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Parasitology. 1997;114 Suppl:S81-9.

The mannitol cycle in Eimeria.

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Department of Parasite Biochemistry and Cell Biology, Merck Research Laboratories, Rahway, NJ 07065, USA.


A metabolic pathway known as the mannitol cycle has been identified in Eimerian parasites. The pathway is a shunt off of the glycolytic pathway at fructose-6-phosphate (F6P). Two enzymes convert F6P to mannitol and two other enzymes are responsible for converting mannitol back to F6P when it is utilized. Although the pathway is present in various stages of the parasite the most apparent role of this pathway is in the sexual portion of the life cycle, particularly in the formation of oocysts. Extremely high concentrations of mannitol, approaching 0.3 M, are present in unsporulated oocysts. Mannitol functions as the endogenous energy source for oocysts to sporulate in the environment outside of the host. An inhibitory protein which inactivates the first enzyme of the mannitol cycle has been isolated from an oocyst derived inhibited enzyme complex and is believed to prevent the futile cycling of F6P during the maturation of oocysts. Evidence of the vital role of mannitol in the development and maturation of Eimeria tenella oocysts has been facilitated through the use of the drug Nitrophenide, a known anticoccidial which has now been found to be an inhibitor of one of the enzymes responsible for the biosynthesis of mannitol in the parasite. This compound prevents the formation of oocysts and at lower doses reduces mannitol levels in shed oocysts. In addition, oocysts with reduced mannitol levels fail to complete the sporulation process lending further evidence for this polyol's role in the parasite.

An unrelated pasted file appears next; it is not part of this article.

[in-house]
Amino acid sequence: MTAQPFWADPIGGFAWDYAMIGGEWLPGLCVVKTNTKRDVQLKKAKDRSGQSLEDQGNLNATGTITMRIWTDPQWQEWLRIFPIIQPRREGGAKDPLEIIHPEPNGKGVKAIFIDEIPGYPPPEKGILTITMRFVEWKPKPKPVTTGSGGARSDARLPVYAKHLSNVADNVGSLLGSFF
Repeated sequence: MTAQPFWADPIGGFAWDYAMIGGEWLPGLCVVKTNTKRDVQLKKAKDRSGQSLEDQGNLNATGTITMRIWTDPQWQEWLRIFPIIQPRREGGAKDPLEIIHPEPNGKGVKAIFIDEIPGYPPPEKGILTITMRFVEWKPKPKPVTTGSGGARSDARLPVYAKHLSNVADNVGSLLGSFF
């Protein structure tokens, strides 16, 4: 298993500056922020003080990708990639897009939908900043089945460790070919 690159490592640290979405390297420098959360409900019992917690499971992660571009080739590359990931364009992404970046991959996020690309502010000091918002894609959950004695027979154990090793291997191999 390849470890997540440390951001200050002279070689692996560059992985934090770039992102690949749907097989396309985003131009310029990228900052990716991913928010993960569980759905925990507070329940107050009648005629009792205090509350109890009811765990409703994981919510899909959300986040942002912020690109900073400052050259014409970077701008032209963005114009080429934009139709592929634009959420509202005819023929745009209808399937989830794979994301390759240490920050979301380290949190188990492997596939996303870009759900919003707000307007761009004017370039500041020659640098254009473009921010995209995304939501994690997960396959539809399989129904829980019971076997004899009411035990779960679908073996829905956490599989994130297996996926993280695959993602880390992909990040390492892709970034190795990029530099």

[Indexed for MEDLINE]

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